AND IM GLAD AT LEAST SOME ONE LIKES NANO MORE THAN VI lol

visudo is closer to nano than actual vi just puttin that out there...
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Kinda meh now...
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post #36 of 66
Quote:
Originally Posted by transhour View Post
there you happy? you gone and done it, you have confused me

so originally su meant "super user"...then at some point some one created su for linux, and made it mean "subshell", then at some point, it was easier to explain "su" as being "switch user" or "substitute user", cause it is just easier to explain the process that way than explaining subshell...

to me, regardless of what it started out as, or what it means, it still boils down to how we use it:

i use su to switch between various users in a persistent manner, and i use sudo to "gain" temp root privileges. (if i have sudo installed or enabled at all.)

for GUI programs if i need them, since i use kde, i use kdesu to run them, as going to su, and then trying to run a graphical program, throws an error how it can't connect to xorg...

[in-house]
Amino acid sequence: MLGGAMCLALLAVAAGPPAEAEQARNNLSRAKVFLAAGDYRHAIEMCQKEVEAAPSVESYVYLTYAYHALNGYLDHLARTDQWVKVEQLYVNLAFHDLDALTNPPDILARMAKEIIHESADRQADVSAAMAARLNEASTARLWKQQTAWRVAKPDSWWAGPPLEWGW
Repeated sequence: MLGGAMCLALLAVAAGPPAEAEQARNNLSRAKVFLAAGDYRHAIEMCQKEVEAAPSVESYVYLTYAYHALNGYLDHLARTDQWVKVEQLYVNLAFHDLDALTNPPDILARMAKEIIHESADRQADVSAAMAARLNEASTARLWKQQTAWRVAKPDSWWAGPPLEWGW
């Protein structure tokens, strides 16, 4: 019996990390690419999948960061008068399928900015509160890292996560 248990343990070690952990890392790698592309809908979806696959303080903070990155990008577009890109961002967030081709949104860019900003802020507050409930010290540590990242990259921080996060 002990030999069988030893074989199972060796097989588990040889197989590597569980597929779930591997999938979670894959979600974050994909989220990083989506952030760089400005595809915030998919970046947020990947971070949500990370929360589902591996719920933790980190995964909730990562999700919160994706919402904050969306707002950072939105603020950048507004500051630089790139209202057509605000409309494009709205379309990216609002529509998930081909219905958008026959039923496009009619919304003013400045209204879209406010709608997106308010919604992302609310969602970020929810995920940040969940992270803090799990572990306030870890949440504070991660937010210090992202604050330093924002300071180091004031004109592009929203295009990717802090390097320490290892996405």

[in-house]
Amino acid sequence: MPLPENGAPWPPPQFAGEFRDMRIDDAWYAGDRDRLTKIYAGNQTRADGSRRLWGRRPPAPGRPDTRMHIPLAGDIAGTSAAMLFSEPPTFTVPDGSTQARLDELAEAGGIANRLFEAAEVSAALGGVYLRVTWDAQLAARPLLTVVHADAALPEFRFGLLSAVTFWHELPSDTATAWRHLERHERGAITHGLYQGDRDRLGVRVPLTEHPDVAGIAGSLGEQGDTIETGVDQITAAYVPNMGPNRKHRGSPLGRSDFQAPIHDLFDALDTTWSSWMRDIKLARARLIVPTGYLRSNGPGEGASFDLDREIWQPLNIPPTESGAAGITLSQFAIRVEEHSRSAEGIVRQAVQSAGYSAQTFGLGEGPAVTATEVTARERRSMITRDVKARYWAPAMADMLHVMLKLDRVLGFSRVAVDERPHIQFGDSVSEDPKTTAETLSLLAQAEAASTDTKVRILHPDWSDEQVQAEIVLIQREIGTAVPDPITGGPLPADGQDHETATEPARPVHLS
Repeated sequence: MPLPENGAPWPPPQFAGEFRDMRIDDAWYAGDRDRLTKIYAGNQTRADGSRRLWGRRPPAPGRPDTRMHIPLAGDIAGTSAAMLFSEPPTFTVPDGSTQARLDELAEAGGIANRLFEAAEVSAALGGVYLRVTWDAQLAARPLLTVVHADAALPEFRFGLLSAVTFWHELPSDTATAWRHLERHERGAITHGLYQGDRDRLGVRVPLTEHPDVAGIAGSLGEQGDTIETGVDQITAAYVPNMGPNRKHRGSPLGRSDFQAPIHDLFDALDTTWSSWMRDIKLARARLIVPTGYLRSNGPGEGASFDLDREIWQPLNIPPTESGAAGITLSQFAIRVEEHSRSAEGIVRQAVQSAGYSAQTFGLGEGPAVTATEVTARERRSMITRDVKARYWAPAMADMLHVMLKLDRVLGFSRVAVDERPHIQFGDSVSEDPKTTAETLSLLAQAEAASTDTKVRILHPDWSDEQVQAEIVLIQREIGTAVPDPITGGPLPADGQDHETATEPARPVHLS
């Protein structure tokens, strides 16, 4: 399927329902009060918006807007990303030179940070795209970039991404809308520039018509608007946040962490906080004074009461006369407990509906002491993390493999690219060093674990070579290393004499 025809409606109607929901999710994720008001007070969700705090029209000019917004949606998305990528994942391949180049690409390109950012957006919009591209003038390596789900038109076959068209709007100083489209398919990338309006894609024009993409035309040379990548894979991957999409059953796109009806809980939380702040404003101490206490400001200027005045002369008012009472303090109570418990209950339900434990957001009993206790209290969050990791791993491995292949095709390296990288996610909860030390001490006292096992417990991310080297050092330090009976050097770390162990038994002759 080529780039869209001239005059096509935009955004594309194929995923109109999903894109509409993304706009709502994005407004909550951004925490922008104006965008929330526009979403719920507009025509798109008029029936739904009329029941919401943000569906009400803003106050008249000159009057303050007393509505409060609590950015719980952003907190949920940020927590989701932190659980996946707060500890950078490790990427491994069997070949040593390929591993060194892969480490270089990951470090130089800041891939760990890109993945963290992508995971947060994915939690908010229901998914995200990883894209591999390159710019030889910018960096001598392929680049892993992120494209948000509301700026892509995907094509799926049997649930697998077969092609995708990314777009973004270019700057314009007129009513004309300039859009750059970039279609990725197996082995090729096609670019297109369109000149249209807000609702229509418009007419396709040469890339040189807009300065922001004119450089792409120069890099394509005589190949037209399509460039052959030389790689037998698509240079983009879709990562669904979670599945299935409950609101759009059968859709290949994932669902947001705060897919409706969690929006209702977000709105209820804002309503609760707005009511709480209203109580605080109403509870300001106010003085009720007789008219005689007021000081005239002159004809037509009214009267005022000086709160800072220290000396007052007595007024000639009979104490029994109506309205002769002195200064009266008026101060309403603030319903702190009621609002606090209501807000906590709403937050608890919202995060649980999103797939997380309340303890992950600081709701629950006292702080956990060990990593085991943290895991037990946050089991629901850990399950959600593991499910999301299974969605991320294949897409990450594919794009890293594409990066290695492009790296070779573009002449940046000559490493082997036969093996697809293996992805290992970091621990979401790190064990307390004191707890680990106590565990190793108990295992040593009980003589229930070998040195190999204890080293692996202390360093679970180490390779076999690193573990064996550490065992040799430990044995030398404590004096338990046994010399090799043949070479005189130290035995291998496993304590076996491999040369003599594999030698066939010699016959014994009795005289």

oh well, back to coffee for me hehe.
No, SuperUser was the intention. It was ment to give you root access in a terminal because I'm guessing they didn't have it implemented so that you could login as a different user. If you used a new TTYL, like when booting CLI and hitting Alt+F1 or Alt+F2, that you could login as a new user. The problem comes into play when you login as a user into a graphical environment and cannot login as another user. You create SU so that the user doesn't have to be logged in as root to interact with the system and change Admin settings. You couldn't run a terminal and go "login root" in GUI, so what do you do? SU! Why would you need to login as a different user? I mean honestly, why? When you can be root you can do what they can do, if file permissions needed to be re-set you just set them.

[edit] If you think about it, running a system with users (back then) ment that the admins gave the users privacy. It's something we don't really think about today, but user accounts should be left alone. If you want to set something up you should do it as an admin so they can access the files and do the work themselves.

[edit2] You also have the problem of doing remote logins, you could only log in once per session. That wasn't because the system didn't allow you, but terminal access doesn't let you:

Code:
mrshroom@173-18-215-75:~$ login root
login: Cannot possibly work without effective root